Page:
Laurel Motors, who manufactured and distributed the Roof line of cylinder heads, soon added racing style bodies and their own under-slinging brackets to their offerings. To feed the ever increasing demand for speed, aluminum pistons, rear end gears of different ratios, carburetors, ignition systems, crankshaft counter balances, camshafts and wire wheels from other suppliers were also made available in their catalog .
The “Roof 8″ was introduced in 1922 for $75 as a lower cost alternative to the 16 valve units. It was offered the standard compression ratio with 1.625 inch valves. The higher compression racing model featured 1.687 inch valves. The standard model produced 26 horsepower while the racing version provided up to 31.
Louis Chevrolet was born in 1878 in La Chaux-de-Fonds, Switzerland. He was the second son of Joseph Chevrolet, a watch and clockmaker. His father taught him basic mechanical skills and stressed the importance of precision in the manufacture of machine parts which later contributed to his skill as an engine designer.
As was the case with many other early auto racers, Chevrolet was first involved with bicycle racing and repair. For a time he was in the bicycle manufacturing business but soon became fascinated with then new automobile after seeing an early example. He next apprenticed at the Darracq, Hotchkiss, and Dion Bouton auto factories and in 1898 he went to work at the Mors Auto Company. They sent him to an auto agency in Montreal, Canada in 1899, where Chevrolet first worked as a chauffeur-mechanic for six months and then went to Brooklyn, New York, where he worked with the DeDion Bouton Motorette Company. In 1905 he received an opportunity to become a substitute race car driver for Fiat in New York City.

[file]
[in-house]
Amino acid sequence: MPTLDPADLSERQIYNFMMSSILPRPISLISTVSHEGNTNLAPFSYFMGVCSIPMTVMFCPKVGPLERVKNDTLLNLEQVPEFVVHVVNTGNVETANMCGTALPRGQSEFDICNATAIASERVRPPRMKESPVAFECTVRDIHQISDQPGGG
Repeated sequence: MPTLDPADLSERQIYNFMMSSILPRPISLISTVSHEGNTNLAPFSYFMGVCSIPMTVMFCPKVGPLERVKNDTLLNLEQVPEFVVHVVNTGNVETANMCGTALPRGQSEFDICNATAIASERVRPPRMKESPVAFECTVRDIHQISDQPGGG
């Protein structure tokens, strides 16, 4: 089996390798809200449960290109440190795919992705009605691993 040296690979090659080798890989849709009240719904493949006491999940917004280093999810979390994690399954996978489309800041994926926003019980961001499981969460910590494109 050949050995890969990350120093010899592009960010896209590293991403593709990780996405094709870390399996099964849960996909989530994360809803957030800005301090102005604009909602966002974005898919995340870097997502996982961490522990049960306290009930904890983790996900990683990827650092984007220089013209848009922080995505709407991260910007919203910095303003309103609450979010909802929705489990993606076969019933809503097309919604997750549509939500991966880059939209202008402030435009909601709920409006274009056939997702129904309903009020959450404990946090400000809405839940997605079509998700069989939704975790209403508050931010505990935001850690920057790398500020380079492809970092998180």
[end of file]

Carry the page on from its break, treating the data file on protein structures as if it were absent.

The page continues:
His racing success soon attracted the attention of none other than William Durant, founder of General Motors who invited Chevrolet and his younger brother Arthur to Flint, Michigan, in 1907 to try out for a job as his chauffeur. A staged race behind the Buick plant in Flint was a qualifying test for the job and Arthur got the chauffeur’s job because he was a more careful driver. Durant put Louis Chevrolet, who easily won the race right to work on the Buick racing team. For the next three years, Louis a hard charger scored many victories for the team.
In 1909, he went to Detroit where he began to design, build and test four and six cylinder automobile engines. When Durant was forced out of General Motors in 1910 because of a stockholder’s dispute, Chevrolet designed a small and luxurious touring car for him. The resulting car was a six-cylinder model (named the Chevrolet). In 1914, when Durant added a cheaper car to the line in order to compete with Ford, he sold his stock in the Chevrolet automobile to Durant, as he did not want his name to be associated with low-priced cars and he had also wanted to return to racing arena.
Chevrolet then designed of his own line of racing cars and founded the Frontenac Motor Company in 1914. The pre-war cars were very sucessful and the post-war models won the Indianapolis races in both 1920 and 1921. Working with engineer C. W. Van Ranst the two also designed a very modern and advanced Frontenac road car with outside investors. Unfortunately as with many others it was a victim of the post World War I econonic recession.
Soon after this Chevrolet and C. W. Van Ranst then designed the first in a series of special overhead valve cylinder heads for the Model “T” Ford late in 1920 and early 1921. Named Frontenac, the heads were available in three versions; The “T” aimed at trucks and touring cars, the “S” for speedster use with a higher compression ratio and the all out “R” was a racing head. These heads were well built, and soon became popular on the 1/2 and one mile racing tracks across the land. When we return to this series, we will cover more about this head, the next model, the S-R racing head, and the DOHC 16-valve will be covered. You can look back on Part II of this series here.